Tag Archives: Boston Red Sox

Call to the Pen: Carl Crawford Begins Throwing Program

Carl Crawford baseball player plays sport plays baseball throws ball hurt arm rehab good program for throwing sweatpants now Dodgers not Red Sox cross trainer arm throw shoes blue Los Angeles rehab ball throw injury good opening day outfield player wild card fortify playing team begin throwing.

Please click this internet hyperlink to read the entire post over at Call to the Pen

Reports are swirling that Carl Crawford, recent addition to the Los Angeles Dodgers baseball team, has begun to throw a baseball. Mark Saxon kicked off the media firestorm yesterday with this scintillating story. Attempting to return from reconstructive surgery on his left, throwing elbow, Crawford has recently begun to pick up, hold, and then throw a baseball. These are the facts. There remains a high probability that Crawford has started to throw a baseball various lengths, probably from shorter distances at first, followed by a slow progression to longer throws, and so on. These throws were more than likely accompanied by a catching and throwing partner, with Crawford expected to catch return tosses himself, one would assume with a baseball mitt.


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Call to the Pen: Is Kevin Youkilis Too Sweaty to be a Yankee?


The Question: Kevin Youkilis too sweaty to be a New York Yankee?

The Process: A whole lot of ham-fisted prose and thesaurus words and Wikipedia information.
_____________Occasional joke attempts.

The Answer: It wasn’t a real question.

Please click this internet hyperlink to read the entire post over at Call to the Pen

 It starts at the temples, pools and spreads across the forehead. Once volume meets critical mass, surface tension takes over, and the liquid begins to travel outward, onto the brim and then to the tip of the bill. The perspiration converges, multiplies, drips. Drips a lot. More so when present on a batting helmet, the wool absorbancy of the the on-field cap no longer an obstacle. This is the sweat of Youkilis, the excretion of a Red Sock, the sudor of a heathen. Greek God, pshaw! This is not the way of a gentleman Yankee.


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A Picture of Some Baseball Players Enjoying Their Move More Than the Author

Here is a picture of some professional baseball players who are no doubt having a much more enjoyable and carefree experience moving than the author, who is currently in the midst of transporting all of his belongings across the city of Seattle from an apartment to a house while also painting many walls of said house and not getting very much sleep.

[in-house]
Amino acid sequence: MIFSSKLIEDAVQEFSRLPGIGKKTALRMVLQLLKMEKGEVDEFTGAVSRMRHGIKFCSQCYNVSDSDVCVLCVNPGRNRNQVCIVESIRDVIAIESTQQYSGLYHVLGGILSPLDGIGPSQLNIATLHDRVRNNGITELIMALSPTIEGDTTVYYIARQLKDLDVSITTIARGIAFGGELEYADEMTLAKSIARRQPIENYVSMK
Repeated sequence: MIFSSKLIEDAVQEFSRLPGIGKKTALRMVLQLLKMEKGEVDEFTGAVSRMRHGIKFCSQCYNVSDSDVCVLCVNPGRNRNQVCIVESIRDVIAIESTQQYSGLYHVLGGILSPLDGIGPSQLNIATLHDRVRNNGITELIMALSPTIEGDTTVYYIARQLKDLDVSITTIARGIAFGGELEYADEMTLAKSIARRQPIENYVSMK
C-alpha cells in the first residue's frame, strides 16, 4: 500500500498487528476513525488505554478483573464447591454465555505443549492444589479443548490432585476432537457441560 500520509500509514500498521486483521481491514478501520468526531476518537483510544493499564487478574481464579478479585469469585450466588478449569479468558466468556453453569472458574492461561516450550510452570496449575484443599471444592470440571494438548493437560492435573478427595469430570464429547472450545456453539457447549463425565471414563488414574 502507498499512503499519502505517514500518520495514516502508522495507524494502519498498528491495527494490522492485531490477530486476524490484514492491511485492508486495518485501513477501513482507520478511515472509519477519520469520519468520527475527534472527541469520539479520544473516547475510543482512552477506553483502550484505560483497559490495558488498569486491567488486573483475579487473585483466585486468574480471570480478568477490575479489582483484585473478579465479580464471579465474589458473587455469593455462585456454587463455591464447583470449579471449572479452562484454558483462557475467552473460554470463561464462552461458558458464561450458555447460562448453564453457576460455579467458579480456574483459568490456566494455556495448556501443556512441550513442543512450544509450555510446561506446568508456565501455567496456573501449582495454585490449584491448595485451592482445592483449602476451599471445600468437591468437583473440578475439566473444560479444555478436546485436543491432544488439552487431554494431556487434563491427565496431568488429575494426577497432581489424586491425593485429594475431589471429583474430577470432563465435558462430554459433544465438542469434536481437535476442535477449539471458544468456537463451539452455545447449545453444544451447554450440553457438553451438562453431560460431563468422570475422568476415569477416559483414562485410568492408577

Also, Nick Punto lol.

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FanSided: Red Sox Fire Hitting Coach, Instantly Improve Hitting

Oh man, the Red Sox sure have been bad. But they fired their hitting coach! So now everything will be better! I investigated this exciting new development over at FanSided and wrote words about it. Congratulations on winning the 2012 World Series, Red Sox!

PS: I was going to add an image to this post and so I Googled “Red Sox suck” and holy shit, was that ever a terrible idea. It was almost enough to make you root for the Red Sox. The internet is such a stupid place. What the hell are we all doing here at this stupid place?

Please click this internet hyperlink to read the entire post over at FanSided

Dustin Pedroia was asked about the firing and he responded with great optimism. “I feel awesome,” said the second-baseman, currently sporting an OPS of .333, the lowest mark of his career since his rookie season. “Don’t get me wrong, Bob was a good guy, but now that he’s gone I just feel like such a better hitter, you know? All that junk he used to tell me about my front foot and clearing my hips and all that? Yuck. Confusing. Now I’m free, man. I feel great.” Slugger Adrian Gonzalez agreed with his teammate, he himself posting near career low hitting numbers this season. Gonzalez was confident improvement was coming soon. “Bob was always telling me these strange things, things like ‘Be bad at hitting’ and ‘Don’t worry about hitting the ball hard.’ I never understood that,” said the first-baseman. “Now that Bob is gone, I won’t be hearing that kind of instruction, and I’ll be able to better focus on other things, like being good at hitting.”


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Call to the Pen: An Interview with Dustin Pedroia’s Balding Head

Sometimes you write about real baseball, about players, their talent, their teams, the moves in which they are involved. Sometimes you write about the baseball standings, or the baseball news,
or the popular baseballing topics of the day. And sometimes you write about Dustin Pedroia’s Bald Head, and you conduct a fake interview with said dome. Sometimes that happens.

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Words to Describe the Cody Ross Bat Flip








Hat tip to Green Line Outfit for the giffage

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Let’s Just Look at All These People’s Faces For a Minute